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5 Questions to Ask When Given a Skilled Nursing Facility Referral List

Often times, a stay in a skilled nursing facility comes unexpectedly, as does an illness or an injury. Many people are discharged to a skilled nursing facility or SNF directly after a hospitalization. The purpose of a stay at a skilled nursing facility is to provide further care and rehabilitation to people that aren’t quite ready to go home yet. Hopefully the stay will be productive and brief. It is important to know that you or your loved ones helping you make a decision about where to go can give input and have the final say about which SNF to be transferred to. This article will discuss how patients may get transferred to various facilities and 5 important questions to ask a discharge planner when choosing a skilled nursing facility.

Networks and lists

Hospital discharge planners may present you with a list of “approved” skilled nursing facilities to choose from. How this list was generated and how the places got on that list is anyone’s guess, as is who approved them. The truth is that just because a name of a facility is on the list, does not necessarily make that facility better than one that is not. In fact, there are foundations and other networks that have poorly rated SNF’s on their lists. Discharge planners are there to help, but they may also have other requirements they need to meet as part of their jobs. That being said, it is important to be involved in this important decision if at all possible. Do some research and ask specific questions before agreeing to be transferred to a place you know very little about.

5 Questions to Ask

Learning that a stay in a stay in a skilled nursing facility is forthcoming can be nerve wracking and stressful. It is a big change in routine and comfort level.  To help alleviate some stress, ask questions beginning with the ones listed below to put your mind at ease. This is a start, and you may have more. Don’t be afraid to speak up and discuss this with your doctor and hospital discharge planner. They are there for that reason.

  1. How has this Skilled Nursing Facility been rated in the past?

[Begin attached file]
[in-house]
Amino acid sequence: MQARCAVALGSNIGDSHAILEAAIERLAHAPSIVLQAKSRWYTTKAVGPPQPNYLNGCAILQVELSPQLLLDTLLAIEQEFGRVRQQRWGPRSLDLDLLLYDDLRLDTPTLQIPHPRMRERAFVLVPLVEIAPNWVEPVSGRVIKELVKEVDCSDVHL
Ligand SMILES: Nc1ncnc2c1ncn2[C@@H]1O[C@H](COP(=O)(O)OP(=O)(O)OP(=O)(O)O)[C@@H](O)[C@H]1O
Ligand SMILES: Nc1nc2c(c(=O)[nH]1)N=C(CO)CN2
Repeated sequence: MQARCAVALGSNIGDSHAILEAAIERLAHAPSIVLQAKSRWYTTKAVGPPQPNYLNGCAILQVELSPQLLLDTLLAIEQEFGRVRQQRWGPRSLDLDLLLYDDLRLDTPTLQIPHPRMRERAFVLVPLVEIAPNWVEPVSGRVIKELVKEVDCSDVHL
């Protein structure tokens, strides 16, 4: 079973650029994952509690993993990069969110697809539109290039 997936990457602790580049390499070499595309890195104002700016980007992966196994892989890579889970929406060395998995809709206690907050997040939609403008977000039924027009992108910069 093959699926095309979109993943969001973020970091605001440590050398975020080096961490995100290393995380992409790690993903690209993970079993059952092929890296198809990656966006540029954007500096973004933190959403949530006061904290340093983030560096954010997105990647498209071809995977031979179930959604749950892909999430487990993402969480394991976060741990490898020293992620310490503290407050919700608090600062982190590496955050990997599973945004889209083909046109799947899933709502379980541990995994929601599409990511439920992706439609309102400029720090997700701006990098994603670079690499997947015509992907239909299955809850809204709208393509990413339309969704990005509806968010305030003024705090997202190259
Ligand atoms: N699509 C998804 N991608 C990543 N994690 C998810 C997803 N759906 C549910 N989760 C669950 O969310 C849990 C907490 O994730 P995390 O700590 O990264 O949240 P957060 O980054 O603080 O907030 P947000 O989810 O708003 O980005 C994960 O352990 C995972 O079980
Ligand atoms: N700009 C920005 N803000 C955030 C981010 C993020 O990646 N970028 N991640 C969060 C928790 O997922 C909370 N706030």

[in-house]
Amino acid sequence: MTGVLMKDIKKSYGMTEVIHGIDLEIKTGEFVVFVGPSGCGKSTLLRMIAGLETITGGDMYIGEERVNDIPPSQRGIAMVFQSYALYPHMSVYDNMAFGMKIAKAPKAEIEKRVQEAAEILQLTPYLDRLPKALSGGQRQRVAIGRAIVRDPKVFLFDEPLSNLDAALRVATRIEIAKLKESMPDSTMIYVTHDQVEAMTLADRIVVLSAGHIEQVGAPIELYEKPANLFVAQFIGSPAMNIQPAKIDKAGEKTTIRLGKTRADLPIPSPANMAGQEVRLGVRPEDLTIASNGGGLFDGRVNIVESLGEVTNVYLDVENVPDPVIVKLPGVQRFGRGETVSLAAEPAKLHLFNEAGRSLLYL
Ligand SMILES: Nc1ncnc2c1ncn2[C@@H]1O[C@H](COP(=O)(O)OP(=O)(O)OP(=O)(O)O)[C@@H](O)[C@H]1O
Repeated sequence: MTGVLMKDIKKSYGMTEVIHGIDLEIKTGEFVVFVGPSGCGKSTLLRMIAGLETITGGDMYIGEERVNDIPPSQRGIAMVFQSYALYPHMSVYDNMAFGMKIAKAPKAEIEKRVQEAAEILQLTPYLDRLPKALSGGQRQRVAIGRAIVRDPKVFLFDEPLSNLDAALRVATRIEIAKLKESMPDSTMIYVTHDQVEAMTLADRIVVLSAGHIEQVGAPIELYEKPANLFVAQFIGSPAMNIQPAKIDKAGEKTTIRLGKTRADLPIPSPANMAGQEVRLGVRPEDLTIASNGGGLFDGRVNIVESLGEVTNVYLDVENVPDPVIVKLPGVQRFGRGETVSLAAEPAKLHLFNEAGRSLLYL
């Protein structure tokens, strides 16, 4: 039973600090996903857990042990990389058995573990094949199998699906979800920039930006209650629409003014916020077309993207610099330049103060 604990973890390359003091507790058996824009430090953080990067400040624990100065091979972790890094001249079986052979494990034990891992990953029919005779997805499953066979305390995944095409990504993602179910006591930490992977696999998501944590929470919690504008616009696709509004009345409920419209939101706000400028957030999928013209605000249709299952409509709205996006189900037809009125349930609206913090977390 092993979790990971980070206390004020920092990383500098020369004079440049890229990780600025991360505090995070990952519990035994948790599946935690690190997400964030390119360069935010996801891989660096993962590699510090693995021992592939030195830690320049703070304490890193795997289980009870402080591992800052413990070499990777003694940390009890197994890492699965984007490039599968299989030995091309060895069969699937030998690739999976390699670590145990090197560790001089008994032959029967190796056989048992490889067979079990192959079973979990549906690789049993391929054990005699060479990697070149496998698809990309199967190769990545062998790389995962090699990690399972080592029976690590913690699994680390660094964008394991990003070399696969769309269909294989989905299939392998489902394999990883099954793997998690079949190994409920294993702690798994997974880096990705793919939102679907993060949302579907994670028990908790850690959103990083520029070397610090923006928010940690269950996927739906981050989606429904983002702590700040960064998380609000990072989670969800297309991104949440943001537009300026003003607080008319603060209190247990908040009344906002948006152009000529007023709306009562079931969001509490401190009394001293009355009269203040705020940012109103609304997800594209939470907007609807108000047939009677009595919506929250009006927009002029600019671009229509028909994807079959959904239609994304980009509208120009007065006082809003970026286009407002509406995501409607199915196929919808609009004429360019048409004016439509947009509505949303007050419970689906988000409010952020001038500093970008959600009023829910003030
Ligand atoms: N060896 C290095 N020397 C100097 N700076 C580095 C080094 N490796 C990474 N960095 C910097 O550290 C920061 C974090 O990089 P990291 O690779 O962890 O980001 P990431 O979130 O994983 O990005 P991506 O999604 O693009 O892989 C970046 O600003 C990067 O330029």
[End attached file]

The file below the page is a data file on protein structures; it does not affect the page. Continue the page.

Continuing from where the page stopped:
2. Will Medicare and my secondary insurance cover my stay?
  3. What is the average length of stay I can expect at this facility, and how will my rehab fit in with that length of stay?
  4. Have there been any legal issues, complaints, or violations against this SNF?
  5. How many beds are filled and how many staff are available at any given time?

Getting real answers to your questions will help the transition immensely. You will know from the onset what to expect. More importantly, remember that if the facilities on the list that the discharge planner presents does not meet your needs, you can choose to go somewhere else. You are not bound by anything to select one that is presented to you. You have the final say.

Be an advocate

As discussed above, every individual can decide for themselves which skilled nursing facility best meets their needs. By asking questions, talking to others, and doing some research, you can figure out where you will be most comfortable. To reiterate, hospitals will have a network of SNF’s that they refer to on a regular basis. The facilities may be good and may not be, but asking questions and having them answered to your satisfaction will help determine that. Advocate for yourself or your loved ones. Hospitals are helpful, but you know yourself and your family best. Making informed, educated decisions about your care and rehabilitation will put you on a less stressful and more productive path to rehabilitation, and help you achieve your ultimate goal of returning to your everyday life!

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